Copyright © 2009 by Ralph Couey
My passion for motorcycles has been well-documented on this blog and through the pages of the Johnstown (PA) Tribune-Democrat. Through many posts and columns, I've tried to verbalize the emotions that this activity has stirred in me through the years.
(A partial list, for those who care in indulge...)
"Eternity and the Road"
"Let's Be Careful Out There"
"Why Do We Ride?"
"Males, Middle Age, and Motorcycles"
"Thinking About a Motorcycle?"
"The Honda PC800 Pacific Coast"
"My Lake Superior Adventure"
"A Wild West Ride on a Wyatt Earp Pilgrimage"
"Bikes and Big Ben"
In May, I had an accident on a bike I had owned about a month. While the injuries were painful, they weren't serious enough to dissuade me from buying another one, a purchase completed June 25th.
The reaction among my family and co-workers was universal dismay. Suddenly, I found that all the sympathy and concern accumulated during my recovery evaporated into an orgy of head-shaking befuddlement. One colleague, who had sent me flowers after the accident, declared, "You only get one bunch of flowers from me, kiddo!"
Intellectually, I can well understand their reaction. After all, why would any reasonable human being go back to an activity or situation that resulted in pain and injury?
(To be honest, I experience the same reaction when I hear or read about women who go back to abusive husbands and boyfriends, but I digress...)
There are actually two things going on here inside my head and heart.
First of all, I've learned how important it is to face fears, instead of fleeing from them. I threw away a lot of my years simply because I didn't want to take risks; playing it safe, always. Life without risk is, in reality, no life at all. It is in taking reasonable chances and calculated risks that we improve ourselves. And while we fail from time to time, failure is not an end in and of itself. It is a learning experience that, when carefully explored and evaluated, leaves us that much smarter for the next attempt.
Secondly, my passion for life on two wheels remains undiminished. In those two years I was bikeless, just the sound of a motorcycle heading down the highway was enough to set me to daydreaming. My poor wife yammered constantly at me to keep my eyes on the road and not look at every bike that went by.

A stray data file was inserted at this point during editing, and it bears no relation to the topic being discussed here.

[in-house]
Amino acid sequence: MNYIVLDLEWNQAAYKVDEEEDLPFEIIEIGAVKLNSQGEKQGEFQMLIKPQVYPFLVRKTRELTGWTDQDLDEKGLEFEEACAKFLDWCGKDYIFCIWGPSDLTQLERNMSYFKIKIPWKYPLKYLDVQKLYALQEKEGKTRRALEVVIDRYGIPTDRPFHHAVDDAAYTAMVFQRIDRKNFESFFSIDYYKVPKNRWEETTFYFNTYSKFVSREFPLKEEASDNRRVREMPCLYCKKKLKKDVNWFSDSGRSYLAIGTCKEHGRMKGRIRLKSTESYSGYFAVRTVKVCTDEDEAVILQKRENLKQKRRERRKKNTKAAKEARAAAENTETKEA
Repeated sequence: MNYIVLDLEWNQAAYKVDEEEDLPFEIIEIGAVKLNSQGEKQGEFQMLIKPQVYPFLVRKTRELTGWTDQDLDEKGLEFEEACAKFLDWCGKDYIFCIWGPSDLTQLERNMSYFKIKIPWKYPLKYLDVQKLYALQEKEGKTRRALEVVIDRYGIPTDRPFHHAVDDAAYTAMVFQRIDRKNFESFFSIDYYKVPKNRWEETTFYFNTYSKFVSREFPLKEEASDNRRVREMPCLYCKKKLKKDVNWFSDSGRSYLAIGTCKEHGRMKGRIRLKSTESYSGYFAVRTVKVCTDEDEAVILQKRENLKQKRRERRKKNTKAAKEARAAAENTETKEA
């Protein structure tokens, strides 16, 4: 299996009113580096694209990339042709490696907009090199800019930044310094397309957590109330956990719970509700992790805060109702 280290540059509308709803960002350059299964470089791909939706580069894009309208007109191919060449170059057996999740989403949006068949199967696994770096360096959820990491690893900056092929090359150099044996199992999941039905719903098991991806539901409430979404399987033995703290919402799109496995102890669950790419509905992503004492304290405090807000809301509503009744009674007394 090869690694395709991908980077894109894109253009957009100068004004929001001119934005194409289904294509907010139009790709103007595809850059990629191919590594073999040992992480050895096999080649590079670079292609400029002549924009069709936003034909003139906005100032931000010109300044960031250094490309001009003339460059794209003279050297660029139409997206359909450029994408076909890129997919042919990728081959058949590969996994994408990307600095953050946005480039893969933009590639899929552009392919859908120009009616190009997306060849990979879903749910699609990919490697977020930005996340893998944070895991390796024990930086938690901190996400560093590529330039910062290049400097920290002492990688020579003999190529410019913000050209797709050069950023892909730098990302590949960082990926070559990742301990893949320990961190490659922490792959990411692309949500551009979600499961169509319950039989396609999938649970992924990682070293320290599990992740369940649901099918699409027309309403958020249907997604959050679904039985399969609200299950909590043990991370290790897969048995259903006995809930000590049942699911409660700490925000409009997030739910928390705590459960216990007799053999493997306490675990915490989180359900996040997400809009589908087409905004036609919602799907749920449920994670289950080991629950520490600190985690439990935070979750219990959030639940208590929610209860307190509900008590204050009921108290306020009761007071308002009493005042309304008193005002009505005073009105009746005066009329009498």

My brief foray in April and May convinced me that I was not yet done with this phase of my life.
So, when I healed up sufficiently, I was back on the market, looking for its replacement. Luckily, I found one very close to the one I wrecked close by and over about a week, I was able to complete the purchase. That first day, I put 90 miles on the machine, reveling once again in the glorious feeling of freedom and adventure. Cheryl rode with me for a little bit, complaining that the seat was too hard (a common complaint with all motorcycle passenger seats, it seems). But at one point, as we rode through the gathering dusk, she sighed and leaning forward, she yelled in my ear, "This is just about perfect."
I knew exactly how she felt. the sun was down, hidden behind a line of summer thunderstorms on the horizon. The air, as it blew past, was soft and comforting, as June in the mountains always is. The busy day was almost over. The quiet of the evening had settled in, bringing with it a welcome sense of peace and tranquility. As a Cheyenne warrior might have described it, I was at the center of my world.
I am manifestly unwilling to let go of those times, of the almost magical catharsis I experience on an evening ride. To walk away from that would be to allow a piece of myself to die.
For those who haven't, or won't experience such a moment, or those who gave it up after an accident or terrifying close call, there's no way I could never articulate the "why" of motorcycling in a way that your heart would be touched the way mine has.
Having briefly experienced death once already, I no longer consider it unknown territory. Simply stated, I don't fear it anymore. But in losing my fear of death, I also lost my fear of life. I embrace all that life has to offer, joy and sadness, triumph and tragedy, accomplishment and adversity. There is, I've discovered, benefit to everything that happens to us, if we but understand that these events, whether good or bad, are merely the mileposts we must pass as we continue on the journey.
I know there will come a day when physically, I'll no longer be able to ride. It is inevitable, as I can do nothing to slow or divert the march of time. Knowing that day is coming only makes each ride that much more meaningful.
Because in the end, the winner is not who has the most toys.
It's who has the fewest regrets.